Illinoisans are being infected, hospitalized and dying from COVID-19 at levels not seen since last autumn.
Just eight deaths were reported by the Illinois Department of Public Health on Monday, the state’s lowest daily death toll since late November.
Cases, too, were at their lowest point in nearly three months, with 2,734 reported.
“We are exiting the Omicron surge, and we should feel good about that,” said Dr. Jeffrey Kopin, chief medical officer for Northwestern Medicine Lake Forest Hospital. “There’s still a lot of COVID around. It’s not going away. But we certainly are in a much better place today.”
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Hospitals across the state, many of which had few intensive care unit beds left to treat patients just weeks ago, reported their lowest occupancy numbers since before Thanksgiving.
There were just 364 ICU beds occupied across the state Saturday night, the lowest level since Nov. 21. Hospitalizations were also at their lowest points since late November, with just 1,811 beds filled by those with COVID-19.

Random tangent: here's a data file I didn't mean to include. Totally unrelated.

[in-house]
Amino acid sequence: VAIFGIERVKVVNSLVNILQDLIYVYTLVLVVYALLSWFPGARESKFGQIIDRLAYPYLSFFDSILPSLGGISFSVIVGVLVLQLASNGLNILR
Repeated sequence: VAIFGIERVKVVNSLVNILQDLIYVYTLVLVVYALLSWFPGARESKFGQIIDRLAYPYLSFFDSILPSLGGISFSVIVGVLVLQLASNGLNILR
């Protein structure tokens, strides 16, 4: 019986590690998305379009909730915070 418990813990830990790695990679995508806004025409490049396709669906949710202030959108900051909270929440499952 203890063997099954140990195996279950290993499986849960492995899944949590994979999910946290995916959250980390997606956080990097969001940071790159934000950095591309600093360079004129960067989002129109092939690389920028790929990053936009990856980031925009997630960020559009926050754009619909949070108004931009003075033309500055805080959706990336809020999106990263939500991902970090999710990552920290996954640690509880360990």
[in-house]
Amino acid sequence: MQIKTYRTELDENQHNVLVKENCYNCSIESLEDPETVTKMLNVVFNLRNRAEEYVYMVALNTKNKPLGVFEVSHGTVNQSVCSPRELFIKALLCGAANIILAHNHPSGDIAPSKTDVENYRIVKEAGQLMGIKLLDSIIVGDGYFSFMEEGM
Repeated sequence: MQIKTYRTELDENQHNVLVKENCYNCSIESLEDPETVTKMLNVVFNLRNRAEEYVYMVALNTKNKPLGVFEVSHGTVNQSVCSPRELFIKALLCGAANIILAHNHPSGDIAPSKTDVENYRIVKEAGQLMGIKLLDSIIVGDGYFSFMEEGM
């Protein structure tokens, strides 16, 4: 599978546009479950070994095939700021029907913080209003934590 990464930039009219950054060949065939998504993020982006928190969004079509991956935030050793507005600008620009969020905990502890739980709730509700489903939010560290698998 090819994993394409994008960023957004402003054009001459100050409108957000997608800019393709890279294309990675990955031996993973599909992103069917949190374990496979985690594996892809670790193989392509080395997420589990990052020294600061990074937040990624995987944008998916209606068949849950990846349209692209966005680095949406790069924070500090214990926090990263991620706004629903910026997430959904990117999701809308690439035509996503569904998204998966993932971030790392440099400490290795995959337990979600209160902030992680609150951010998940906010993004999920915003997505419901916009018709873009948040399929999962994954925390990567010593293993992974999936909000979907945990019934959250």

It’s important to note a lower number of cases and deaths are often reported following a weekend, “especially after a holiday weekend,” said IDPH spokeswoman Melaney Arnold.
State government offices were closed on Friday in observance of Abraham Lincoln’s birthday.
But weekends don’t generally affect the reporting of hospitalizations and ICU data.
The continued downward slope following the largest surge of COVID-19 cases since the pandemic began led Gov. J.B. Pritzker to announce Wednesday the end to the indoor mask mandate, effective on Feb. 28. Masks will still be required in hospitals, nursing homes, schools and on mass transit.
But not all hospitals in Illinois are seeing the same level of relief from the Omicron surge.
In the southern tip of the state, ICU beds were 93% full Sunday night, with just five open for an area serving more than 400,000 residents.
The area has some of the lowest vaccination rates in the state. Just 22.8% of Alexander County residents have been fully vaccinated. In Pulaski and Massac Counties, just 35.3% and 37.9% of the population are fully vaccinated, respectively.
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